Forty years ago, in the wake of riots in Newark and Detroit, President Lyndon Johnson appointed the National Advisory Commission on Civil Disorders. The report of the “Kerner Commission,” issued in March 1968, laid out a stunning finding: “Our nation is moving toward two societies, one black, one white — separate and unequal.”
San Antonio’s racial and ethnic tapestry is more complex than the two societies described by the Kerner Commission. Yet despite regular tales of job growth, new opportunities, and urban development, the latest census data reveal that San Antonio is indeed “separate and unequal.”
The U.S. Census Bureau’s 2006 American Community Survey provides the most up-to-date picture of San Antonio and its populace. Let’s start with education. Every serious analysis of big-city competitiveness and economic growth makes clear that the education and skills of the local population are critical to community success. Over the last 20 to 30 years, the cities and metropolitan areas that have well-educated populations, such as Seattle, San Francisco, San Jose and the Silicon Valley, North Carolina’s Research Triangle, and Austin, have managed the greatest economic growth. San Antonio has long been behind these cities, and a great many others, in terms of the proportion of the adult population with a college degree or higher education. But the 2006 Census figures by race and ethnicity show that our real problem is inequality.
For the non-Hispanic white population, the percentage of adults with a college degree or more education comes to 39.6 percent. For our African-American population, the comparable education figure is just 17.1 percent. And for the city’s Hispanic/Latino adults, the proportion with a college degree or more is just 12.7 percent.
San Antonio’s racial and ethnic inequality is also reflected in the 2006 income figures. For white (non-Hispanic) families, median annual income was $70,712. For African-American families, the median income came to $40,593. And for Hispanic/Latino families, annual median income stood at just $37,115. Simply stated, the median family income for whites is just about double that for Hispanic families, and the gap has been increasing since 2000.
This should come as no surprise to those who have followed previous independent research on our community. In 1993, the local Partnership for Hope organization (funded by the Rockefeller Foundation) put out a study entitled “Growth Without Prosperity,” which noted the city’s unusual status as “the single big city in this country with high rates of both growth and poverty.” We have continued to grow over the decade since that report appeared, but as the census data show, our growth — in terms of population and new jobs — has by no means benefited all residents or parts of the city.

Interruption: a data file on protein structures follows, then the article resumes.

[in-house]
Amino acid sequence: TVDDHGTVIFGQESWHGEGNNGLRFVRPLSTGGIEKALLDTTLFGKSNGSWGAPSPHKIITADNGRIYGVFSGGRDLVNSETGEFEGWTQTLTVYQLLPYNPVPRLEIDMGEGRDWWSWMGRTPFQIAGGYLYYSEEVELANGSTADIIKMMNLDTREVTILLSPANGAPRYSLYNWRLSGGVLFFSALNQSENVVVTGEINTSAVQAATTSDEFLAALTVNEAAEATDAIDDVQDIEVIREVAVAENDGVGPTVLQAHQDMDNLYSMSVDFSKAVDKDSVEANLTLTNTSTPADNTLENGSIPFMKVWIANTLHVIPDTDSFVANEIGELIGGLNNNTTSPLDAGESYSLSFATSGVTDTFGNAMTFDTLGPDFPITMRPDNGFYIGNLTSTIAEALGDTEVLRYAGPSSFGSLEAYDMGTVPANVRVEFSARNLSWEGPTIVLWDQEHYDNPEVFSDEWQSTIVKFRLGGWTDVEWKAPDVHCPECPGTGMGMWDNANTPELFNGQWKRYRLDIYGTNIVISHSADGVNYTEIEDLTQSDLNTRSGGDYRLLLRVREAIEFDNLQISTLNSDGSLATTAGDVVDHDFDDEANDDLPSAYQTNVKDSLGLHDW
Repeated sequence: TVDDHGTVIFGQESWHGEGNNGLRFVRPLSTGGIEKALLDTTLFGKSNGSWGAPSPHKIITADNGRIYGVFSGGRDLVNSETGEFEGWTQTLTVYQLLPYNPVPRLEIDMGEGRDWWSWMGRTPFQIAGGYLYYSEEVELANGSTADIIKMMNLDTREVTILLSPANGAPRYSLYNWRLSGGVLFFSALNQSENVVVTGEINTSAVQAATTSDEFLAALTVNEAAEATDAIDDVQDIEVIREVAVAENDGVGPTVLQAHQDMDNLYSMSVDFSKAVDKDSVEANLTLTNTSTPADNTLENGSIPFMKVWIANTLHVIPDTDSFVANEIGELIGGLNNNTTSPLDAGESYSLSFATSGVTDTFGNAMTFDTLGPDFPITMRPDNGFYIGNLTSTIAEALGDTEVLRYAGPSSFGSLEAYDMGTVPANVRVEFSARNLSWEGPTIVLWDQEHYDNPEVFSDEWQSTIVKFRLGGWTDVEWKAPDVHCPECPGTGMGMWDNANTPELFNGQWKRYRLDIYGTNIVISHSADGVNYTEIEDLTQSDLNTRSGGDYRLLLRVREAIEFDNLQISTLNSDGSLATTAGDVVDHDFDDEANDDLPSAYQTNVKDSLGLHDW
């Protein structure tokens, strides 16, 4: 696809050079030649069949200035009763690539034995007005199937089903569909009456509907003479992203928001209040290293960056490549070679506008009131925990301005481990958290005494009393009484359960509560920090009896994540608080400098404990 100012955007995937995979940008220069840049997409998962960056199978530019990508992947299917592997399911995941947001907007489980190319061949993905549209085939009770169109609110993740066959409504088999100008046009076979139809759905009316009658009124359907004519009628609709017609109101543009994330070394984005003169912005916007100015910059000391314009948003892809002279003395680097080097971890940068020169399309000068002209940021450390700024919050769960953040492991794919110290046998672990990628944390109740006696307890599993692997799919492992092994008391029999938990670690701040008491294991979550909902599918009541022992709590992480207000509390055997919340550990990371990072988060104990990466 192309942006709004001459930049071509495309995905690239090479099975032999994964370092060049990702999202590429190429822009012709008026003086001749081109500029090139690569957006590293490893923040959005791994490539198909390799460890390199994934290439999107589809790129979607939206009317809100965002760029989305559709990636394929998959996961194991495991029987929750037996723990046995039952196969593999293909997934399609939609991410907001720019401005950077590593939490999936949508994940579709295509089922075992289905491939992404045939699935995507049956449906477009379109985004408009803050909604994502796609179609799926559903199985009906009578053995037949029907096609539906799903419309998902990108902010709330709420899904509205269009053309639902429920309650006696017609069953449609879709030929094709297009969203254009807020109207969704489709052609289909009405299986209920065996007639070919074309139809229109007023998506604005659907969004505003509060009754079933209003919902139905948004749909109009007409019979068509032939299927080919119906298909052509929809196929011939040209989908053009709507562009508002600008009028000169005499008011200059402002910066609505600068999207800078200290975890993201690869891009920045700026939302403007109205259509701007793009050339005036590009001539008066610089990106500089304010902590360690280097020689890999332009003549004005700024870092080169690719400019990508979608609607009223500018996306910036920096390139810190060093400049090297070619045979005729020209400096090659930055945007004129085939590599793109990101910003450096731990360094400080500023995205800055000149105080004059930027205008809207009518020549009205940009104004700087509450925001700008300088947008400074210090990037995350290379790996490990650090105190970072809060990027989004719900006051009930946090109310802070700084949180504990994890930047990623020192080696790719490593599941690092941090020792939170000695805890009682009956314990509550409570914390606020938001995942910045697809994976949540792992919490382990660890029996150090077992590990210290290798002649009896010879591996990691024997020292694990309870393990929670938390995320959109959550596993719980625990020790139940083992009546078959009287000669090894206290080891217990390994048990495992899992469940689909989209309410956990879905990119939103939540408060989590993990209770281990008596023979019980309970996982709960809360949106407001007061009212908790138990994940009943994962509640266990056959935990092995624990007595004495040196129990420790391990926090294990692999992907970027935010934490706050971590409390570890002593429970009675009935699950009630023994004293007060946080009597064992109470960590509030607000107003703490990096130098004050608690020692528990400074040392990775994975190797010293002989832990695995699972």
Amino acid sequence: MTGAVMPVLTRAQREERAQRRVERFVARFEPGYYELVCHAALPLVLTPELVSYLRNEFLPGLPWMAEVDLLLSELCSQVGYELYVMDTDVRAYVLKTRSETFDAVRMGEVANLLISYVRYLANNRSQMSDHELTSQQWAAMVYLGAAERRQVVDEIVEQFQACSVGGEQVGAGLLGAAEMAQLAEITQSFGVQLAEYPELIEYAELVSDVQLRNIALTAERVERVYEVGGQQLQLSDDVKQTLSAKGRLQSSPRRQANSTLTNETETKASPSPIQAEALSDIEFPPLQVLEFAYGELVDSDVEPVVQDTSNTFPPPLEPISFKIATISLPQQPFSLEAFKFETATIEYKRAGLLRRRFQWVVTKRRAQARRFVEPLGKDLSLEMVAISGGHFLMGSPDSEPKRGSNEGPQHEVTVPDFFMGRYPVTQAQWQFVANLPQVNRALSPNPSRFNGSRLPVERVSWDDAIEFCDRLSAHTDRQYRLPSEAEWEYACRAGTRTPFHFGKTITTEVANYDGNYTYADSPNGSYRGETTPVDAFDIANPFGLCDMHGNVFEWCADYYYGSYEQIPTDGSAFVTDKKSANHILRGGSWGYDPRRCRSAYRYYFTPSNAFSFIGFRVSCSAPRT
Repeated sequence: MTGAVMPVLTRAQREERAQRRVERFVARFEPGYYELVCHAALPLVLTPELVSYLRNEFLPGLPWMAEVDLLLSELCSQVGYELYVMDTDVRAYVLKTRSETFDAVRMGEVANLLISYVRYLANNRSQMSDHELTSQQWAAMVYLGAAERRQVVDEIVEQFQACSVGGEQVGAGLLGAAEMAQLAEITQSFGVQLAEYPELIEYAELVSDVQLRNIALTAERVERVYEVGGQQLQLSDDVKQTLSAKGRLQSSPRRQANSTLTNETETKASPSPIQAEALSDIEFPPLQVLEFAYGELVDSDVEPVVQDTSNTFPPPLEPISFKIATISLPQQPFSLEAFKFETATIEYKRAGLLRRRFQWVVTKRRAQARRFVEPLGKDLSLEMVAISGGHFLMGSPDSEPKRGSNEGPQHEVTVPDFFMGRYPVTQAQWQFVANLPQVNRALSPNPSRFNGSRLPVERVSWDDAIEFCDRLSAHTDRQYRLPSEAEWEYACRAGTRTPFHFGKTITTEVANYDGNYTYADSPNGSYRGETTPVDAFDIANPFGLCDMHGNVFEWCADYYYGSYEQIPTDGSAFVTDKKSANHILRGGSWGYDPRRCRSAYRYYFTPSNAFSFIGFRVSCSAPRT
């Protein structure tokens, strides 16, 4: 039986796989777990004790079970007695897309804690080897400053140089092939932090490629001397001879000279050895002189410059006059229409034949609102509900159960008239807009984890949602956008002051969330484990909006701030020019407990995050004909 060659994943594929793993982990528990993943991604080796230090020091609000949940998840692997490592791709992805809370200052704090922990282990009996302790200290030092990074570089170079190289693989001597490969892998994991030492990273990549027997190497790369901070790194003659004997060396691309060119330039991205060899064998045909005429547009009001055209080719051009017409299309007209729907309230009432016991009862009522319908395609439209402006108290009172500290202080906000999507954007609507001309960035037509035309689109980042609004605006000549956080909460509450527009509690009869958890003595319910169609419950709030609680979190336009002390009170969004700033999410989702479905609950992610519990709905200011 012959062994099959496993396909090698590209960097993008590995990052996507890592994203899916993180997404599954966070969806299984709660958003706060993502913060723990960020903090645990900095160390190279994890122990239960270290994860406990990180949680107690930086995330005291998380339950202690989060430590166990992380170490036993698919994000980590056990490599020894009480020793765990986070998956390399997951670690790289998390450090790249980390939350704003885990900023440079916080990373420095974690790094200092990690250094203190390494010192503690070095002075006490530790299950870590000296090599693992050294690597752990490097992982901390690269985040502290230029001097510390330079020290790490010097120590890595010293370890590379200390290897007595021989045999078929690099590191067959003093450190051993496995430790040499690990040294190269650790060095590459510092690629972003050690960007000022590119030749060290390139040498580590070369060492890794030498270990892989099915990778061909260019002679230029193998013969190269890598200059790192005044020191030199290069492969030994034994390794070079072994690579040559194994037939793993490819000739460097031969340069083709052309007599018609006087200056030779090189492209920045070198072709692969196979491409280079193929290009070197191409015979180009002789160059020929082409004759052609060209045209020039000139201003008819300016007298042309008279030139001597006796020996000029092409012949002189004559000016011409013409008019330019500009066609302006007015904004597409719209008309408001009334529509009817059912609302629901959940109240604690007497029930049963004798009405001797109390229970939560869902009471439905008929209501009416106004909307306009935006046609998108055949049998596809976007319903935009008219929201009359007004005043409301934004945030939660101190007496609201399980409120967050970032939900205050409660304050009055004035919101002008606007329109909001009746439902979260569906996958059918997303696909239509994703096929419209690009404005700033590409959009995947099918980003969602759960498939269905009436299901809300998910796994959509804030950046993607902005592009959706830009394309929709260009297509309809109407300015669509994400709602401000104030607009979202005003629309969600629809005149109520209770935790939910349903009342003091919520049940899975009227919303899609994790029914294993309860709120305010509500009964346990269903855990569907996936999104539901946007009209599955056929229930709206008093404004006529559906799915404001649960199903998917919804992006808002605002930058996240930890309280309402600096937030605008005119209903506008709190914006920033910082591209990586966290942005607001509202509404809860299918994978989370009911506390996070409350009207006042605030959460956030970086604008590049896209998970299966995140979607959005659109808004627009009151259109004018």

We have succeeded in luring new employers to San Antonio and in attracting new residents, but that success has largely resulted in gains for the city’s Anglo population, with Hispanics and African-Americans continuing to fall far behind.
The Kerner Commission brought the issue of inequality to national attention. Here in San Antonio, the issue doesn’t even appear on the civic agenda. Judging by his most focused efforts, San Antonio Mayor Phil Hardberger believes revising term limits is our most vital public issue. County Judge Nelson Wolff and the county commissioners appear equally focused on finding a way to spend visitor tax dollars, choosing among the alternatives of an embellished AT&T Center, a new performing-arts complex, and river improvements. The issues that seem to most concern our public officials seem to invariably involve building things, from hotels and convention centers to plazas, stadiums, and golf resorts. Those efforts may win some friends and sustain the illusion of progress, but they won’t fix what ails us. And they certainly won’t remedy the persistent education and income inequality that plagues San Antonio. That we’re only given these spending choices amounts to a real failure of local leadership.
For a final word, we can turn to Harvard University economist Edward Glaeser, quoted in The New York Times just a couple of weeks ago on an $850-million plan to revive Buffalo, New York, with new offices, hotels, and stores, including the development of a new Bass Pro Shop:
“It’s crazy to think that you can solve the problems of declining cities by building lots of infrastructure … the turnaround of some cities has been sharply linked to high levels of human capital, or a higher share of the population having college degrees…
“Think about what you could do for the kids of Buffalo with this money.”
Think about what we could do for ours. •